[Mikoshi--A Vehicle of God]

Fish shop owner:How are you doing, Vladimir-san?

Vladimir: I am doing fine. By the way, what is this thing on the poster?

Fish shop owner:That's called mikoshi, a portable Shinto shrine. It's time for summer festivals, you know!

Vladimir:What is mikoshi for?

Fish shop owner:In short, it is a vehicle of god.

Vladimir:A vehicle? Do you mean that god rides on this?

Fish shop owner:Yes. At the festival, god rides on the mikoshi and goes out to town. People carry the mikoshi through the town so that their guardian god can observe how everything is going and how local people are doing. If he finds any problems and sins, he purifies them before he goes back to the shrine. The purpose of the festival is to show appreciation to god for his protection of the town.

Vladimir:Now I see why the mikoshi is decorated so beautifully.

Fish shop owner:Right. Usually, mikoshi is colorfully decorated and looks like a miniature shrine building. But the style of mikoshi varies by shrines and regions. Some mikoshi carry a doll as well.

Vladimir:It looks like quite a big thing. Is it heavy to carry around?

Fish shop owner:It is. Some large mikoshi could weigh several hundred kilograms. Common size mikoshi is not that heavy but still requires many people to carry. Carriers hold one of the bars underneath the mikoshi, carry it on their shoulders, and parade through the town. Some parades have a tradition to include wild performances, such as roughly shaking the mikoshi or bumping it to another mikoshi. There are women's mikoshi and children's mikoshi as well.


Fish shop owner:Normally, carriers repeatedly shout a call, "wasshoi, wasshoi," to cheer each other on during the parade. The pattern of calling is often different by regions. It can be something like "soiya, soiya" or "dokkoi, dokkoi." In some regions, people use different calling patterns for different festivals. This month in Tokyo, there is a big summer festival known for a mikoshi parade that features many large mikoshi. I am sure you will enjoy the scale and exciting atmosphere of the festival.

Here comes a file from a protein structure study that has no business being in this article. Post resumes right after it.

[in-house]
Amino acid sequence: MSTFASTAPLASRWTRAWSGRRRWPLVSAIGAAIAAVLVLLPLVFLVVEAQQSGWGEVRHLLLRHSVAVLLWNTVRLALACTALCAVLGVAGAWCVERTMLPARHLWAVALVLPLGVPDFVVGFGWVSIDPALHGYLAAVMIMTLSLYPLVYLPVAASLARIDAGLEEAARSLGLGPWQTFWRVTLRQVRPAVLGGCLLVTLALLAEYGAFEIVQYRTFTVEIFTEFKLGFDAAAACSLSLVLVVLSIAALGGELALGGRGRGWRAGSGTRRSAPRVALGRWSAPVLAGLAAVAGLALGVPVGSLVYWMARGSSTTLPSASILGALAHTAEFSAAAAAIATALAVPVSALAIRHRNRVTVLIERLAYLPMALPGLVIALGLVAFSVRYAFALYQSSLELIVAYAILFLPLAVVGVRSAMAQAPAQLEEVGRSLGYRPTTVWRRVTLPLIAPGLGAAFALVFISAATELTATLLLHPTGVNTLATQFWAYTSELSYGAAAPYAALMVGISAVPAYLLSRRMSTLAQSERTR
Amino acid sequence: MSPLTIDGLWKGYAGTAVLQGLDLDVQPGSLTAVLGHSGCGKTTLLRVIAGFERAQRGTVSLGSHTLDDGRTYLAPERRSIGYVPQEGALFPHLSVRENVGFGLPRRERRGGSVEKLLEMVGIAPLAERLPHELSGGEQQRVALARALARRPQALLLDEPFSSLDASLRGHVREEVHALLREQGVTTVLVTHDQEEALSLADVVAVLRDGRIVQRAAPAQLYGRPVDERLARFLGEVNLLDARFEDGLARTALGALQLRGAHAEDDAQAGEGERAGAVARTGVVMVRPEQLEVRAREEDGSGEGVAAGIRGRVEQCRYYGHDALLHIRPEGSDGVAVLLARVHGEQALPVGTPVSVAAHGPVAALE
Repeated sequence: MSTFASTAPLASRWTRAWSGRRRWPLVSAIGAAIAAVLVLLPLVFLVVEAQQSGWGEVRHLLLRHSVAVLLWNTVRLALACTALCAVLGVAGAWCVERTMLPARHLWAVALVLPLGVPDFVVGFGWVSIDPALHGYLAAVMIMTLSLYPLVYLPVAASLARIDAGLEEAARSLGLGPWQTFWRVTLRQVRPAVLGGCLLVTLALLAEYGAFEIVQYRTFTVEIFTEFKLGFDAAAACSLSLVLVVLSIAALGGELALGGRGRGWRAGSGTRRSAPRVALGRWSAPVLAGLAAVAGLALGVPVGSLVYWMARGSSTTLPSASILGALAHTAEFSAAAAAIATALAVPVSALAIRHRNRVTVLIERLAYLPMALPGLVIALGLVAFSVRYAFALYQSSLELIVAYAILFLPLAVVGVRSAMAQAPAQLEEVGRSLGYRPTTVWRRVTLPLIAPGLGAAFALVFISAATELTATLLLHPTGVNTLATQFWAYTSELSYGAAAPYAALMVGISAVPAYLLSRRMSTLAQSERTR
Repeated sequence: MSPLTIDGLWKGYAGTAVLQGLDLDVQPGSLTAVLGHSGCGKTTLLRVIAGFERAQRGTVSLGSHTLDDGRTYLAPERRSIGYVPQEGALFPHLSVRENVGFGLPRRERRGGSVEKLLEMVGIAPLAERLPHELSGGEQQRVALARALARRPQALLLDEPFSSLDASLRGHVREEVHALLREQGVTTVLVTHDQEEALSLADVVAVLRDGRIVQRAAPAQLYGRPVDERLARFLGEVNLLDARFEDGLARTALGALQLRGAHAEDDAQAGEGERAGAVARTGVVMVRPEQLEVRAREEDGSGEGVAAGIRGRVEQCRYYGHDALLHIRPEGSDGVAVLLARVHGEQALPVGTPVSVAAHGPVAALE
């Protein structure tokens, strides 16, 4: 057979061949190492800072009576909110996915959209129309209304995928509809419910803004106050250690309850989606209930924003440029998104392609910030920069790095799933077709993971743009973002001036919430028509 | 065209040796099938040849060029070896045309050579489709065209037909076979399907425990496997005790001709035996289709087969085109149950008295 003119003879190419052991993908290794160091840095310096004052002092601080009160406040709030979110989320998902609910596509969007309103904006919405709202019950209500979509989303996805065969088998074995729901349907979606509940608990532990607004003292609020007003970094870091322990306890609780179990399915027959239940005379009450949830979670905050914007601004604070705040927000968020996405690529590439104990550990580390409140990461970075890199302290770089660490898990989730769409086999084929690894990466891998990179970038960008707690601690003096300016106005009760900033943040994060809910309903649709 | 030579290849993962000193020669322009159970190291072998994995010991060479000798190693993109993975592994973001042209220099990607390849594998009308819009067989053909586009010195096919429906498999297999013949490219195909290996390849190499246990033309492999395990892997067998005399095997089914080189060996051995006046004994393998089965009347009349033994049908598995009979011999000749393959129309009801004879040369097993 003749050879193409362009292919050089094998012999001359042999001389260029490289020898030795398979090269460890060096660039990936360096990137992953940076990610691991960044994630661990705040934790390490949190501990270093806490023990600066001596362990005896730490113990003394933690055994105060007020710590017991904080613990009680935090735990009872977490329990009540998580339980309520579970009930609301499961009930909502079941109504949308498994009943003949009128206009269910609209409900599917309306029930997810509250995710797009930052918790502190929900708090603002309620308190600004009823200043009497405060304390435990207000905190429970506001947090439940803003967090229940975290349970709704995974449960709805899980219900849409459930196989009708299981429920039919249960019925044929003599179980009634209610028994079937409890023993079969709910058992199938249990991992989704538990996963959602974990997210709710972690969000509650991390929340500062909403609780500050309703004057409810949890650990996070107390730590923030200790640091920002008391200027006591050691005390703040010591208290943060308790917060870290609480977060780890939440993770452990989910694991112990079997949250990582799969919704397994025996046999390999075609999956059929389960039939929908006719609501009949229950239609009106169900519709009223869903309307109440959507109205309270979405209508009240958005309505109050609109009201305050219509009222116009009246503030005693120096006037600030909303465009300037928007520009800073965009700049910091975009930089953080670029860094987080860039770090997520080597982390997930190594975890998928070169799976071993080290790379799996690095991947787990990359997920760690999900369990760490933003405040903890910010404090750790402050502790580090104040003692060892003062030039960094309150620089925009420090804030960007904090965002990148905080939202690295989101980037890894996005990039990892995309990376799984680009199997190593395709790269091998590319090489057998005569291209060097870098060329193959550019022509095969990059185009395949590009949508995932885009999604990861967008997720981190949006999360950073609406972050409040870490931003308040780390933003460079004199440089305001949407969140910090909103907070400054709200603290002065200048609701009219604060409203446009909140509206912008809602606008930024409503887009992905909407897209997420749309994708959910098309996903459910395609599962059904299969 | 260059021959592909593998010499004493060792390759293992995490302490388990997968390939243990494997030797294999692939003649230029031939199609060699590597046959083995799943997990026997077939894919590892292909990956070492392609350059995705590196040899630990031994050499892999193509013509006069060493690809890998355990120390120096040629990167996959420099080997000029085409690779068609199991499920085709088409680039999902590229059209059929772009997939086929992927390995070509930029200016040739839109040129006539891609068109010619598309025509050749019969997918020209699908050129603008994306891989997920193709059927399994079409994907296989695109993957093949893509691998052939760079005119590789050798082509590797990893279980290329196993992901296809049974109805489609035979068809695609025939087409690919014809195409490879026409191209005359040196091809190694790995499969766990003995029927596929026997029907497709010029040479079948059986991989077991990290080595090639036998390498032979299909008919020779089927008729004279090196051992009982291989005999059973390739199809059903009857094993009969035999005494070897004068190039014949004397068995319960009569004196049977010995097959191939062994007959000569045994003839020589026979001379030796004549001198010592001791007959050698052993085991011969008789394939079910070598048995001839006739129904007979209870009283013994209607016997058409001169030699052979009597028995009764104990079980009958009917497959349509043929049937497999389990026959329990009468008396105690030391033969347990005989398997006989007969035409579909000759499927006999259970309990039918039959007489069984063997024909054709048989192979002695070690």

Tokyo Tourism Info Event of the Month

Vladimir:That sounds really fun.

Fish shop owner:Many local communities also hold summer festivals this month. They are smaller but are fun to visit as well. Some of them have a mikoshi parade, in addition to bon-odori (bon dance) and street stalls. Our L'ESPACE town is also having a summer festival, and that's why I have put this poster here. I am going to carry the mikoshi, so you should come and see our parade!

Vladimir:Sure, I would love to.

[Who can carry mikoshi?]

Vladimir:So, who are allowed to carry the vehicle of god? Can I be a mikoshi carrier if I want?

Fish shop owner:Normally, mikoshi carriers are limited to local parishioners who live in the community that the shrine and its deity are guarding. Those shrine parishioners are called ujiko, and I am an ujiko of L'ESPACE Jinja Shrine. These days, however, some festivals allow visitors to carry the mikoshi. You might want to check with Kancho-san, the manager of the community center, as he is in charge of our festival.

Vladimir:Sure, I will do that.

Fish shop owner:Once experienced, many people say that they want to come back and carry mikoshi again. It is a great feeling to join other people and bring everybody's energy together.

Vladimir:Sounds exciting.

Fish shop owner:By the way, I just remembered that there is a festival in Tokyo you might be interested in:

Ikebukuro Fukuro Festival Omikoshi Omatsuri Party

Vladimir:An international mikoshi parade? That sounds perfect! I really want to try carrying a mikoshi. I will definitely go there. Thanks for the information.

Fish shop owner:Make some new friends and have fun!

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